Oscar Carrillo made an unusual choice for a kid who grew up in mid-eighties El Paso: he chose to become a small-town West Texas lawman. “I could very easily have chosen to work in a large city, make the higher salary, enjoy the scheduled days off and paid vacations, and benefit from the almighty overtime pay,” Carrillo said. “But smaller, rural, remote, and not-so-wealthy jurisdictions deserve competent, experienced, and well-trained law enforcement too.”

The 52-year-old first served as a sheriff’s deputy in Howard and Midland counties before he became Marfa’s police chief. Since 2000, he has been the sheriff of Culberson County, a large, desolate swath of hardscrabble land wedged between New Mexico and Mexico in the state’s far western tip. Culberson County sprawls over 3,800 square miles, larger than Delaware and Rhode Island combined. Ranchland bumps up against Blue Origin, Jeff Bezos’s private spaceport project. There are no police departments, just the sheriff and his deputies.

You wouldn’t have any trouble identifying Carrillo as the sheriff if you bumped into him on the streets of Van Horn, the county seat and home to nearly all its 2,200 residents: he’s usually decked out in a white cowboy hat, work shirt with a tie, blue jeans, sidearm on his hip, and a star on his chest. Like many cops, Carrillo has a well-defined sense of right and wrong, and he’s not shy about voicing it, even if that means contradicting the governor of Texas or the president of the United States.

The weekend before Thanksgiving 2017, that’s exactly what happened, as Van Horn became the center of a border security debate.

Late on Saturday, November 18, Border Patrol agents Rogelio Martinez, 36, and Stephen Garland, 38, sustained serious injuries at the bottom of a culvert along a remote stretch of Interstate 10, about twelve miles east of Van Horn. Martinez died later in an El Paso hospital from blunt injuries to the head, according to the El Paso medical examiner. But the manner of his death remains undetermined and has become the subject of often venomous debate.

Garland survived but has no memory of the night’s events, officials have said.

Carrillo was among the first responders at the scene. He doesn’t recall ever meeting Martinez or Garland, though he later learned that he and Martinez had both graduated from El Paso’s Irvin High School, sixteen years apart. But as a fellow law enforcement officer, Carrillo felt the tragedy deeply.

His mourning turned to anger, however, as word quickly spread about the incident. Martinez’s colleagues and prominent Republicans jumped to the conclusion that he had been the victim of a homicide, describing the scene in a way that bore no resemblance to what Carrillo had witnessed and what decades of experience told him had likely happened.

“Border Patrol Officer killed at Southern Border, another badly hurt. We will seek out and bring to justice those responsible. We will, and must, build the Wall!” President Trump tweeted the day Martinez died.

“I’m offering a reward to help solve this murder of a Border Patrol Agent in Texas. Help us catch this killer,” Governor Greg Abbott tweeted on November 20, offering up to $20,000. The elected officials were describing a version of events that mirrored what the National Border Patrol Council, the agents’ politically powerful union, had offered. “What we know is that Border Patrol Agent Rogelio Martinez appears to have been ambushed by a group of illegal aliens whom he was tracking. Our agents’ reports from the ground say that he was struck in the head multiple times with a rock or rocks,” NBPC president Brandon Judd told Breitbart Texas on November 19, shortly after Martinez’s death. Other media jumped on the attack story. The rush to judgment was on.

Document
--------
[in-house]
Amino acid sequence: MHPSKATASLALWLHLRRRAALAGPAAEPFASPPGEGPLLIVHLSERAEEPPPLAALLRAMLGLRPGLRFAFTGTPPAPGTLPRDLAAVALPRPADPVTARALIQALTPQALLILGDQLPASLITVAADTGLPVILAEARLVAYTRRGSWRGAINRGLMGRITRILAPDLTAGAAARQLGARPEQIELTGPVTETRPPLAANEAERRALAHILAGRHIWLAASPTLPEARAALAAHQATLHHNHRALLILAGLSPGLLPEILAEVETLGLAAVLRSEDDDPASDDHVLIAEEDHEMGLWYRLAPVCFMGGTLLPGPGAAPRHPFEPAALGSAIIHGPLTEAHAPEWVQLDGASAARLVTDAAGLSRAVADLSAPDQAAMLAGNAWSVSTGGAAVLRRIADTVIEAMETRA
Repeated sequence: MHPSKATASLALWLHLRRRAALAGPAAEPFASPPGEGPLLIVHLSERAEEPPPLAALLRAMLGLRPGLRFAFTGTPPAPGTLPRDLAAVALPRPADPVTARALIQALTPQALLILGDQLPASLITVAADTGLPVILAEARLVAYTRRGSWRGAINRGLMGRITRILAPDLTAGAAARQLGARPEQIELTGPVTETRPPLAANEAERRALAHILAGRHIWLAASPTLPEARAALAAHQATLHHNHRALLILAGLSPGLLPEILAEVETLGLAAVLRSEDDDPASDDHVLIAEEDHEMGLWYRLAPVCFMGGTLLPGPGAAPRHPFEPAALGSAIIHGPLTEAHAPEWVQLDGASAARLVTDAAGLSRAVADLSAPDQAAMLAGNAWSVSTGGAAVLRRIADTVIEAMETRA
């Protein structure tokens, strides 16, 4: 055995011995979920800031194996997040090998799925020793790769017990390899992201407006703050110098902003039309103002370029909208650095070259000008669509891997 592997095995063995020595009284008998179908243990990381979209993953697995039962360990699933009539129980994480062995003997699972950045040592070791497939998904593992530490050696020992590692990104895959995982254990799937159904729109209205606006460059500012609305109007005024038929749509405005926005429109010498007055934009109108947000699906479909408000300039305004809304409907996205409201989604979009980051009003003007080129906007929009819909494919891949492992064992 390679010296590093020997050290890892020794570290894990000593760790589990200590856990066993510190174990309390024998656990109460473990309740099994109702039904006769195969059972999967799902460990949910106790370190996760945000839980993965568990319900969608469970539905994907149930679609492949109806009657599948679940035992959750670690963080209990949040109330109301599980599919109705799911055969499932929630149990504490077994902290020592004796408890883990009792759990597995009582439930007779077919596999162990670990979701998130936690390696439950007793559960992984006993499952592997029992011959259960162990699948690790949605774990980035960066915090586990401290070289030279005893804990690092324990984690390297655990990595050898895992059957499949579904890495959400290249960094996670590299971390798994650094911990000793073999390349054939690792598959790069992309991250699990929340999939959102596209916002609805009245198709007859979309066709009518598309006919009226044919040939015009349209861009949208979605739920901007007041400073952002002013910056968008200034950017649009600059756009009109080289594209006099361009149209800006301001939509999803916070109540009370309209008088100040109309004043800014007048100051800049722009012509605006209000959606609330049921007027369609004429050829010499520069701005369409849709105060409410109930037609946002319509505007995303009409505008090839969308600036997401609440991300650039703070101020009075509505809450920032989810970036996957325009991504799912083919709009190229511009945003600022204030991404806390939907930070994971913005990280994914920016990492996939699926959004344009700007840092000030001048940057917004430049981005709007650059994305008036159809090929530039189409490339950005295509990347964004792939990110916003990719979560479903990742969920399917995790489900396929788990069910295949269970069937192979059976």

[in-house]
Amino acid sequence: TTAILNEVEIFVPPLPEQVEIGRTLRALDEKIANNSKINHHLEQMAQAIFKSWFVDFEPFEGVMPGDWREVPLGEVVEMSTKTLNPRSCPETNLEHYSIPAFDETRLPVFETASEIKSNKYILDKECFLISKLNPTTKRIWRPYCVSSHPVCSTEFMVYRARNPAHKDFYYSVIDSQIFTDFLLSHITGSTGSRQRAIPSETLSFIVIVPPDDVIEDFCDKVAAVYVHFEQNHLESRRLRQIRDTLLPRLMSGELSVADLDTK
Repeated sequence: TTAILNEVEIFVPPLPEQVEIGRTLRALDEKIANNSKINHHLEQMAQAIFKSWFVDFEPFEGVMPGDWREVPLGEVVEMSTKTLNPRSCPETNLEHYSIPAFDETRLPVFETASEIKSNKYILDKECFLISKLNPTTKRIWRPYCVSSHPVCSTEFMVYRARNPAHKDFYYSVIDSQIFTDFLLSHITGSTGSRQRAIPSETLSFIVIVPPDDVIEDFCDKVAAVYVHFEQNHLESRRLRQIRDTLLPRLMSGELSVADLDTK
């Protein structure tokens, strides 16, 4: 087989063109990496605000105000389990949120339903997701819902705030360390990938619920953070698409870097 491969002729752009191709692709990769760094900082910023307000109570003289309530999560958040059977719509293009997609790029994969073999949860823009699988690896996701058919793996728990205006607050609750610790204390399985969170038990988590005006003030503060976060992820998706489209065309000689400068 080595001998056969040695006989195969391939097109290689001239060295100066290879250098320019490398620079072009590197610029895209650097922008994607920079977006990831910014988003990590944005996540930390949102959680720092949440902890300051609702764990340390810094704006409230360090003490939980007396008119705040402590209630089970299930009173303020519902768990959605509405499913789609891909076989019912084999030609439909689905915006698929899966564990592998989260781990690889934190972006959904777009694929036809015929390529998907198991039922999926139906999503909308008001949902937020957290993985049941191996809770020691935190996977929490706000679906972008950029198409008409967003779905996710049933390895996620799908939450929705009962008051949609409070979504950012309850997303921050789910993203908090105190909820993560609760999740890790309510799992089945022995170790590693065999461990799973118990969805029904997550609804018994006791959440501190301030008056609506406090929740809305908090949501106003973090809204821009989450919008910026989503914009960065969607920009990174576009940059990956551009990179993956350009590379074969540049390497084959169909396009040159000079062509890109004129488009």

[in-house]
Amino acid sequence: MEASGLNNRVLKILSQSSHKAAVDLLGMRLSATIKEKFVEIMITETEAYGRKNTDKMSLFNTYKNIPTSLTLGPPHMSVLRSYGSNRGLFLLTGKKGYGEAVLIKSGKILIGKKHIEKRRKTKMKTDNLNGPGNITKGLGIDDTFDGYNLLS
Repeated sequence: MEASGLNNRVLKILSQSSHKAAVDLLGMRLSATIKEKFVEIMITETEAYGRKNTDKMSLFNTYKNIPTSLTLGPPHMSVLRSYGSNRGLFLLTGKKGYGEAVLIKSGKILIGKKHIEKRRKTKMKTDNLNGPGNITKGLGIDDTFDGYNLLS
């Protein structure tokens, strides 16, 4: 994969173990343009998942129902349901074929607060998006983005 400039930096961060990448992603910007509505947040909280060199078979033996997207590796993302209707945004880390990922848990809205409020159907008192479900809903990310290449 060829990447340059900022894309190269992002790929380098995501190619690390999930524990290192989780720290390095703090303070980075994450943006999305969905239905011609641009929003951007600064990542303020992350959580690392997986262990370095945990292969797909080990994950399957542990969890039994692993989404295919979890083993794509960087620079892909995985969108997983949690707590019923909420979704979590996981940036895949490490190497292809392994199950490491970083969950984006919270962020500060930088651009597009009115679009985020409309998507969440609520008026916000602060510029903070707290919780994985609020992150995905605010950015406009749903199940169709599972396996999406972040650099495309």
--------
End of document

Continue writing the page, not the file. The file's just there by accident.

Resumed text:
To the sheriff, Martinez’s injuries looked consistent with a fall, not a beating, because they were limited to one side of his body instead of all over. He said medical staff who saw Martinez told him the same thing. Yet it was difficult to get that information out to the public.

Carrillo was witnessing a political phenomenon familiar to anyone who has paid attention to the immigration debate: opinions quickly trample facts, and facts often aren’t welcome when they interfere with a good narrative.

Flowers off I-10
Flowers left for Border Patrol agents Stephen Garland and Rogelio Martinez, who died from his injuries. Photograph by Jeff Wilson

I arrived in Van Horn the day after Martinez died to report on the story for the Washington Post. I didn’t bump into any other reporters that day. A Fox News reporter would later visit with Judd; otherwise, the national media was visibly absent from the isolated scene.

Van Horn sits about 120 miles southeast of El Paso. Contrary to Trump’s tweet, it is not located “at [the] Southern border”; it’s 30 miles from the boundary as the crow flies, and the nearest international crossing is 70 miles away. The Border Patrol’s Van Horn station sits on Interstate 10, which is the biggest east-west artery near the Mexican border.

A 26-year law enforcement veteran, Carrillo has experience batting down questionable or false information about the border. In 2014, a group calling itself the Border Convoy issued a “media alert” saying its members had been evacuated from the Comfort Inn in Van Horn to save them from drug cartel forces spotted nearby. There hasn’t been a Comfort Inn in Van Horn since 2006, and there was no evacuation of any motel. “It’s all false,” Carrillo said at the time.

And now Carrillo found himself again responding to descriptions of events he didn’t recognize. He said numerous questions needed to be answered to understand what happened to Martinez and Garland. “Why is the other guy [Garland] hurt? That is the game changer. That’s the unknown. What happened to him? Or did they both fall? We don’t know,” he said. The Washington Post published Carrillo’s comments, which contradicted Abbott’s and Trump’s versions of events, and they were picked up by other media.